The Gabon government accused President Ali Bongo's challenger Jean Ping on Tuesday of trying to destabilize the country, and warned French ruling party officials against "interference" in its affairs.
With both sides trading accusations of fraud after a bitter election campaign, there was concern the results, when they came, would trigger unrest. People stockpiled food, police manned major crossroads and soldiers were deployed at petrol stations and banks.
Ping, a former foreign minister, African Union Commission chairman and lifelong political insider, is the main challenger to Bongo, whose family has ruled the oil-producing central African nation for half a century.
Bongo's supporters say he is on track to win. The president was first elected in 2009 after the death of his father Omar, who ran Gabon for 42 years.
Government spokesman Alain-Claude Nze told a news conference: "Jean Ping seems to be the instigator of a destabilization that threatens the democratic process." His comment appeared to point to government concerns that Ping will announce a results tally independent of the electoral commission that will show him as the winner.
U.N. Secretary General Ban Ki-moon expressed concern about the issuance of premature results and called on Ping and Bongo to urge their supporters to show restraint, according to a U.N. statement, which said Ban had spoken to both men.
Gabon's incumbent president Ali Bongo Ondimba speaks to members of his campaign at election offices in Libreville, Aug. 28, 2016.
Bongo's allies are also furious about a statement from France's ruling Socialist Party on Sunday declaring that early results showed Ping to be the winner.
They accused French officials of carrying on the old politics of 'La Francafrique', an intricate, shadowy web of diplomacy and commerce that for decades kept African presidents in its former colonies, like Bongo's father, in power in exchange for privileged deals for French companies.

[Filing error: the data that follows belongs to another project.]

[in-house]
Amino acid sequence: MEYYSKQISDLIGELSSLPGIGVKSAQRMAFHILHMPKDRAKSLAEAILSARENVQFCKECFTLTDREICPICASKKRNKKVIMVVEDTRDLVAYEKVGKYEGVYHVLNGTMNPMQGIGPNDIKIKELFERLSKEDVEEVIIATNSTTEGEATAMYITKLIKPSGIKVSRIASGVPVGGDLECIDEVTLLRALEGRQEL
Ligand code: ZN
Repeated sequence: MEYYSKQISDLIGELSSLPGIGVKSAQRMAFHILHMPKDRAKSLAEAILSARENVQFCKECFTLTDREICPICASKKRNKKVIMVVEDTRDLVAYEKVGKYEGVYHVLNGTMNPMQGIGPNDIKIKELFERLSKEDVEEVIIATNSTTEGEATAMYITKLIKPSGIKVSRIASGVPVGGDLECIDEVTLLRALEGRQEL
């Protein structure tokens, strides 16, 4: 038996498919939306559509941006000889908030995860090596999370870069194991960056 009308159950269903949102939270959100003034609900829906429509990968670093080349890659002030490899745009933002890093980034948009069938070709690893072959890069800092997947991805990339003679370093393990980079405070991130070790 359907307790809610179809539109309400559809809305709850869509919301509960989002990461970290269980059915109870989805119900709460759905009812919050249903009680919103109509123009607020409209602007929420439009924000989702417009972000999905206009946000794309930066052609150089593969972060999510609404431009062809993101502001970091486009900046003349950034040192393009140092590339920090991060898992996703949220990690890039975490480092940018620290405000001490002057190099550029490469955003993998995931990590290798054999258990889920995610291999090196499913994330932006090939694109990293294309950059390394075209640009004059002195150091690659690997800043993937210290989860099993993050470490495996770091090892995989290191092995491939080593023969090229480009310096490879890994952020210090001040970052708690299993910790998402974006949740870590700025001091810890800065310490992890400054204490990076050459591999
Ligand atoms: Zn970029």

"The socialist party by this interference, coming from the same members of La Francafrique, shows once again their inability to understand how African democracies function," Nze said. "The French socialist party is advised to respect our sovereignty."
Authorities have also reacted angrily to an app set up by an Ivorian citizen that allegedly gives live results by region.
Interior Minister Pacôme Moubelet-Boubeya said he would announce results starting on Tuesday evening after a meeting of the electoral commission and warned that any attempts at destabilization by publishing results would not be tolerated.
"Any other so-called results released before, during or after the official declaration are nothing but a lie and a violation of the law," said Moubelet-Boubeya.
"The election has passed satisfactorily and it is unacceptable that anti-democratic forces both inside and outside the country are looking for ways to provoke trouble in Gabon," he said in a statement.
Fears of Unrest
The French embassy advised its citizens to stay indoors after 2 p.m. and to stick to safety precautions.
"There will be trouble and Ali will tackle the problem with his men ... We're afraid of the spillover," said Jadi Mabende, 57, a civil servant at a shop in the capital Libreville.
The Gabonese flag is reflected on the windscreen of a taxi before the deserted streets of the capital Libreville, Aug. 29, 2016.
Gabon's first-past-the-post system means the winner only needs more votes than any other candidate. In 2009, Bongo won with 41.73 percent.
The European Union's observer mission on Monday criticized a "lack of transparency" among the institutions running the polls and said Bongo had benefited from preferential access to money and the media.
Ping's supporters called on the electoral commission to publish the results polling station by polling station. But the head of the electoral commission, René Aboghe Ella, rejected this, telling Radio France International that "this cannot be done today ... to do so would excessively delay the publication of the results."
Gabonese opposition leader Jean Ping arrives at his party headquarters in Libreville, Aug. 28, 2016.
Earlier, Nze said: "We've noted that the mission overstepped its mandate. This mission was looking into things that had nothing to do with this election."
Bongo, 57, also benefited from being the incumbent in a country with a patronage system lubricated by oil largesse.
But oil output and prices have fallen, forcing budget cuts despite Gabon having one of the biggest revenue streams of all Africa's oil producers.
Gabon's economic troubles have provided fodder for opposition claims that its 1.8 million inhabitants have struggled under his leadership, and Bongo's ruling party has suffered a series of high-profile defections.